All over the world, the music business as we know it is crumbling. But in the Democratic Republic of the Congo, musicians have found a new (and very old) method of survival.
“The world of intellectual property rights, internationally, it’s a very precarious world,” says John Nimis, assistant professor at the University of Wisconsin-Madison. “Piracy is rampant everywhere, and there’s a lot of doomsday talk of the end of the recording industry as we know it. But, if there is a ‘music industry apocalypse,’ Congolese musicians are going to be just fine.”
That's because “They’re not relying on all the complex laws and technology, digital rights management ... any of that stuff that everybody else is so scared will go away," Nimis says.
So, how do they do it?
Congolese artists use a technique called libanga in which they give shout-outs to rich and powerful people in their songs. But, unlike other sponsorship systems, there is no formal arrangement between the artists and millionaires who fund their recording careers.
Rather, the artists appeal to these wealthy people, often in the form of love songs, weaving sponsors' names into the lyrics. Although the artists make references to both men and women, the songs tend to be written from the perspective of a woman speaking to a man.
For example, the following song, translated by Nimis, goes: "My darling walks like an extraterrestrial/My Laurent is beautiful, my dear/His sweetness surpasses that of a bee's honey/If death comes, I'll beg that it come back another day/When I'm together with him even one time a year/The feeling lasts eternally."
This simple, poetic love song, “Eternellement,” crooned by megastars Fally Ipupa and Koffi Olomide, is really an open appeal for sponsorship that's specifically addressed to a man named Laurent Lorenzo.
If the number becomes a hit, Lorenzo — and other elite members of Congolese society — will feel compelled to reciprocate with gifts of money, cars and even houses. So, in one of the poorest countries in the world, the use of libanga helps popular musicians to stay afloat.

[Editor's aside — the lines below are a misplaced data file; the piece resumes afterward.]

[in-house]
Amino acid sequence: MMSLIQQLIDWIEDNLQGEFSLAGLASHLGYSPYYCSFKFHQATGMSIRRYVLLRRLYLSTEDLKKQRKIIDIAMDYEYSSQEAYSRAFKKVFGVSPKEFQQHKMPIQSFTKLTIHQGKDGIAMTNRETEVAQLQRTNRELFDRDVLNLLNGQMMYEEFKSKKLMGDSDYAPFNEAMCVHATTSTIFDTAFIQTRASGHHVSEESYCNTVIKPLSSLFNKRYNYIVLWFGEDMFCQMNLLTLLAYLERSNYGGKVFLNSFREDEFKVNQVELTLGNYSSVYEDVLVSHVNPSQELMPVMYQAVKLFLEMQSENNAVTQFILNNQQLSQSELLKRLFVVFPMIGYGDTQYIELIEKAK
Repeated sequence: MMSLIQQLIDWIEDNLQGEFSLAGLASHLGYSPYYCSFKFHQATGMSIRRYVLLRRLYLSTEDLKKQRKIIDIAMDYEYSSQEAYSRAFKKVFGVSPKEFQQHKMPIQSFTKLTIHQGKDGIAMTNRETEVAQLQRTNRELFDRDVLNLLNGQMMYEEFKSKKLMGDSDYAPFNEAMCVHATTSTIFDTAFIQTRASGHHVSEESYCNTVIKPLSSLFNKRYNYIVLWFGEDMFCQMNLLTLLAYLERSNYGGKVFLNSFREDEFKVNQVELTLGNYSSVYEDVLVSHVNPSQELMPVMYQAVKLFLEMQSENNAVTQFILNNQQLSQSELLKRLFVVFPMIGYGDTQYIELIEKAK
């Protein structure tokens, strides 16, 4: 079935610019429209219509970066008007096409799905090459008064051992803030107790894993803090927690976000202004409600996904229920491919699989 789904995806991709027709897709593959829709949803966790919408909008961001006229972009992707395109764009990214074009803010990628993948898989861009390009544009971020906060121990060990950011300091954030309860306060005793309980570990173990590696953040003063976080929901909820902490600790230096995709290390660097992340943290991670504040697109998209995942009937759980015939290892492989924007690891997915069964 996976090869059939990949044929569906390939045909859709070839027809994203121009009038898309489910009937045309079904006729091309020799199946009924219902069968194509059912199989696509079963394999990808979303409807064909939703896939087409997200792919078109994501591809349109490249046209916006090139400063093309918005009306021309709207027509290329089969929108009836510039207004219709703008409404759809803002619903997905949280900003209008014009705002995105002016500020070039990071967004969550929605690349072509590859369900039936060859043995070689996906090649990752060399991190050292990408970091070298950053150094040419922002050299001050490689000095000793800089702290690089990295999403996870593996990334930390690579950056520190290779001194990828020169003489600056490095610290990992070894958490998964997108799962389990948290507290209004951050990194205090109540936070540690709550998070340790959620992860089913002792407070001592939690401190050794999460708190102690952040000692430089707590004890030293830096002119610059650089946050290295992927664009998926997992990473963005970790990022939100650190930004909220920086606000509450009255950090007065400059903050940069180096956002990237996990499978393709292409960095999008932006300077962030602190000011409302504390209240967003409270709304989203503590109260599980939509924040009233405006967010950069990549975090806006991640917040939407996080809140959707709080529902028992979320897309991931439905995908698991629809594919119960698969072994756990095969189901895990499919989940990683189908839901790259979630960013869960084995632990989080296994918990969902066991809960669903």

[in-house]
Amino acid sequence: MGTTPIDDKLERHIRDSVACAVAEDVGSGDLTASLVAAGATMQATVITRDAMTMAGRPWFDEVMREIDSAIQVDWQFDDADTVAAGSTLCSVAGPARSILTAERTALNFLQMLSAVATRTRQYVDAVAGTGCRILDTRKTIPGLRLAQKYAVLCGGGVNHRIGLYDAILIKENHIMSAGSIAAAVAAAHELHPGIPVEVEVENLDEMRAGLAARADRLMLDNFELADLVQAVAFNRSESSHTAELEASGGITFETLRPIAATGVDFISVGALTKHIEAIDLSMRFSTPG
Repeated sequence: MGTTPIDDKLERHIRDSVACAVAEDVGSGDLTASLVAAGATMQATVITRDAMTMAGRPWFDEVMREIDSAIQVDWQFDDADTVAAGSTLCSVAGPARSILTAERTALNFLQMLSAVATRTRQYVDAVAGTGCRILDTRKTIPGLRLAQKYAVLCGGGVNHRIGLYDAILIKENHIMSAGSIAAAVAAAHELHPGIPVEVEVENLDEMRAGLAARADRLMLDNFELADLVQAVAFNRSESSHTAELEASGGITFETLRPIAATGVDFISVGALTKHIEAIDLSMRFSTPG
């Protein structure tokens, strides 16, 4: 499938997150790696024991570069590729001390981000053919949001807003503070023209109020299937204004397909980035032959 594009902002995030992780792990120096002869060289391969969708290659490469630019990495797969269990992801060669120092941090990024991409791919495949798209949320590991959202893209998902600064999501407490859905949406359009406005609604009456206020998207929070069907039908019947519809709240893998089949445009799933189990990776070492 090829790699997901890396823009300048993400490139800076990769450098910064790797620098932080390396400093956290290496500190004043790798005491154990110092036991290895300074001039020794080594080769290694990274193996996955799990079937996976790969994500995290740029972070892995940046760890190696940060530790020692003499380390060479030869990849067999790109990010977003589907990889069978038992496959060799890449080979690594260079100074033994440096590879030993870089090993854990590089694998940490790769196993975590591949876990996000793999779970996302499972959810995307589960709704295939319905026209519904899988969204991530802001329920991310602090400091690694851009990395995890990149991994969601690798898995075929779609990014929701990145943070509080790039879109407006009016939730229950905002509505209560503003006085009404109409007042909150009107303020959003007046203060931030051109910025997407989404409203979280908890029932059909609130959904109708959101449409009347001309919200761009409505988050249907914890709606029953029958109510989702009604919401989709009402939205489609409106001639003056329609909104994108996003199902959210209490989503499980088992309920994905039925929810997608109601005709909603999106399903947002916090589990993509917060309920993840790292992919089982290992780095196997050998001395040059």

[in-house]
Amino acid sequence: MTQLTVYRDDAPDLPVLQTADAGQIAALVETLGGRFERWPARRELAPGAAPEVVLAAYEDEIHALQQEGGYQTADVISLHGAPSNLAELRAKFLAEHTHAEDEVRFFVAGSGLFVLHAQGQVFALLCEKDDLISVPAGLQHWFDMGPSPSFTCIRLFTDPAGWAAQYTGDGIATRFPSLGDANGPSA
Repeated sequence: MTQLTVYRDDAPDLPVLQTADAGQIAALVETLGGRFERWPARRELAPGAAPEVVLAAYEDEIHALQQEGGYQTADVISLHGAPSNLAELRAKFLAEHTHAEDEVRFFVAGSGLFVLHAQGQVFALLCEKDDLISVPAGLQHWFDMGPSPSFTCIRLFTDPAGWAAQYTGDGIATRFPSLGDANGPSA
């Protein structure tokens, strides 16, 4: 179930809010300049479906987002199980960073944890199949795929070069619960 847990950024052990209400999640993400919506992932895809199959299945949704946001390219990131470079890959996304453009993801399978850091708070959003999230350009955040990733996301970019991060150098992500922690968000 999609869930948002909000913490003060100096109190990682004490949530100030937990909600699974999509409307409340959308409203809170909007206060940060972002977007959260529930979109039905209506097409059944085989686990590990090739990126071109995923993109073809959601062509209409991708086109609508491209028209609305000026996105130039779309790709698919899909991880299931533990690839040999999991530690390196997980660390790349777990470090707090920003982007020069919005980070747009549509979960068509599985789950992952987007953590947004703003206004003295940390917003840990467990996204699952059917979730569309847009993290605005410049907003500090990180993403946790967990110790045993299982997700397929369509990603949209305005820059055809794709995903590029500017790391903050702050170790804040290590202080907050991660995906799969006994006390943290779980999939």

“Libanga is this really miraculous, ingenious response — innovation basically — as to how the recording industry is financed,” says Nimis, who has studied music and the Lingala language in Kinshasa, the capital of the Democratic Republic of the Congo and the center of the Congolese popular music industry.
“These musicians make almost no money from CDs, because piracy is so rampant, and the government has no ability to enforce copyright law, and they don’t really make much money from concerts. The real way they have ongoing material support — it’s not royalties, it’s not intellectual property rights — it’s having these rich people in their pocket, or being in the pocket of the rich people; however you want to see it.”
Kinshasa has been in turmoil since President Joseph Kabila delayed elections originally scheduled for November 2016. His opponents fear he will try to remain in power past his term, which ends in December. Protesters calling for Kabila to step down after his term ends are on the streets every day, and they are often met with a violent police response.
Because of their ties to the elite, Congolese musicians mostly steer clear of direct political statements in their music, or simply hedge their bets with the most powerful. Legendary Congolese singer Franco Luambo Makiadi was very close with dictator Mobutu Sese Seko, and this link helped keep him alive, comfortable and making music throughout the lean years of Mobutu’s reign.
That’s how the music business works in the DR Congo.
This story is based on an episode of Afropop Closeups, a new podcast from Afropop Worldwide, a PRI-distributed radio program that has shared stories and music from Africa and across the African diaspora for the past 27 years. In Afropop Closeups, producers are giving voice to musicians, scholars and people across the world who are responding to extreme situations including violence, war and cultural oppression. Listen on Soundcloud, or on the Afropop Worldwide podcast feed.
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